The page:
Ruthi Engelke has lived in her home near Eureka’s Cooper Gulch for more than two years. The path by her house gets a lot of foot traffic — from teens on their way to highschool to houseless people walking to and from the park. Two months ago she installed a Little Free Pantry in front of her home, and she’s thrilled with how it’s affected her neighborhood.
“It’s really been a unique experience,” Engelke — the cofounder of Cooperation Humboldt — told the Outpost. “People stop and use it multiple times a day. We’ve had more conversations with our neighbors than we ever have.”
Inspired by other Little Free Pantry programs around the country, Cooperation Humboldt implemented this program as way for people to share food and other goods with those in need. The blue boxes, made out of old newspaper vending machines, are installed outside of homes or business, and people can take or contribute pretty much whatever they want, whenever they want.
Cooperation Humboldt board member Tamara McFarland told the Outpost that one of the biggest advantages of the program is people can access the pantries any time of the day or night. McFarland helped start the program over two months ago, initially aiming it towards those who can’t afford or easily access food.
“We believe that healthy food is a basic human right and should not be based on wealth or income,” she said, noting that a similar phrase is posted on the side of all of the pantries.
McFarland told the Outpost the pantries are not only beneficial for those reasons. They also serve as a great way to reduce food waste. If someone buys food they don’t like, or has too much of something that might expire, McFarland said dropping it off at a pantry is a great alternative to throwing it in the trash.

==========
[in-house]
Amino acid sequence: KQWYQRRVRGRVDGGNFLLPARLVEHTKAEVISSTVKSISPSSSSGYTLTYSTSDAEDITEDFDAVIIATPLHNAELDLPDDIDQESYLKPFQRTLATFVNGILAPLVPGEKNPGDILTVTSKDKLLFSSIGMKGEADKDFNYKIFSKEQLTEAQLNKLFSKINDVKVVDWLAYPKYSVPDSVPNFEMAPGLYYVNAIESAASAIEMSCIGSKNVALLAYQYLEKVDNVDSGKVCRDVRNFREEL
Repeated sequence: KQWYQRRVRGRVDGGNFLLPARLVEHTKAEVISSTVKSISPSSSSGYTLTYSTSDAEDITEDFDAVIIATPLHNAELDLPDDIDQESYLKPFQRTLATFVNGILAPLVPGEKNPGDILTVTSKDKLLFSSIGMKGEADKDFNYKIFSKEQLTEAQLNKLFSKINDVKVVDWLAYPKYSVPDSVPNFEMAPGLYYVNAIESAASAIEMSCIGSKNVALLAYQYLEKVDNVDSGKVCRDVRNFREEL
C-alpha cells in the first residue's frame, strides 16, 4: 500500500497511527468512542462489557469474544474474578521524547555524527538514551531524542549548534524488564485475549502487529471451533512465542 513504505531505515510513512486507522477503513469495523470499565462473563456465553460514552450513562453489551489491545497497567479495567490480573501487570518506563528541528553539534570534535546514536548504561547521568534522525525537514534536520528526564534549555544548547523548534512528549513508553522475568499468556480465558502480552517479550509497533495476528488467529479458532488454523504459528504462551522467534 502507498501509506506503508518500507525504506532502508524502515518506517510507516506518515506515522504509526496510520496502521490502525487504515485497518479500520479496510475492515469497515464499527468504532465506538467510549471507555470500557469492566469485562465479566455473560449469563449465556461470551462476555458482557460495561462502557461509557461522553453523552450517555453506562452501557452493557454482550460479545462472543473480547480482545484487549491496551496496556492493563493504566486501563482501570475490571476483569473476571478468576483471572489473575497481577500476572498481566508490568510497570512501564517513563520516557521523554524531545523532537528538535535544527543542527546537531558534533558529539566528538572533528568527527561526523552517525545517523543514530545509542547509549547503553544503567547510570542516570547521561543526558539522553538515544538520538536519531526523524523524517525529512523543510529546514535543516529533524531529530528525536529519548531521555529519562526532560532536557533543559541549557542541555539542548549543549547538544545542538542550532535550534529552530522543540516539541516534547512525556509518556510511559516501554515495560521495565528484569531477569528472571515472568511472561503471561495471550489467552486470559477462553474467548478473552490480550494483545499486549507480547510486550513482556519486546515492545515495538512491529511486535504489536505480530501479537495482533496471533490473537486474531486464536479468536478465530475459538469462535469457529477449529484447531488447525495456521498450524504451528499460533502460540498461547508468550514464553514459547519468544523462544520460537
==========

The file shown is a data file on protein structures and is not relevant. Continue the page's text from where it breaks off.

The pantries can also be used for non food items. McFarland says she and other folks stock the pantry in front of her home with toothpaste, shampoo, other hygiene products, school supplies and even condoms.
“The condoms go really fast,” she said.
Five Little Free Pantries have been installed in Eureka so far. In addition to McFarland and Engelke’s homes, there is one in front of a home on Fairfield Street, one in front of the Labor Temple at 8th and E Streets and, most recently, one was installed in front of the Humboldt Area Center for Harm Reduction (HACHR) on Third Street.
HACHR Program Coordinator Jessica Smith told the Outpost that the LFP has been awesome for them. “People are definitely utilizing it. We fill it everyday with non-perishable food as well as sanitary and hygiene products,” she said.
The LFP program is just one of several programs implemented by Cooperation Humboldt, who focus is to help develop a “solidarity economy” — an economy which emphasizes cooperation and collaboration, rather than competition.
“There’s so many ways that we can be collaborative and more cooperative in our neighborhoods, McFarland said. “What excites me about [the pantries] is they’re an interesting way to strengthen bonds within neighborhoods.”
If you’re interested in being a pantry steward, McFarland says she still has nine boxes that are ready for a home. You can volunteer by emailing email@example.com or by joining the Cooperation Humboldt Little Free Pantry Program group on Facebook.
Stewards are responsible for basic maintenance, like keeping the boxes clean. But Engelke told the Outpost that this hasn’t been a problem for her at all. “I haven’t found any trash in it ever. No one’s tagged it. No one leaves trash outside,” she said.
What was the only vandalism Engelke had ever experienced? “I found it decorated with flowers one day,” she said.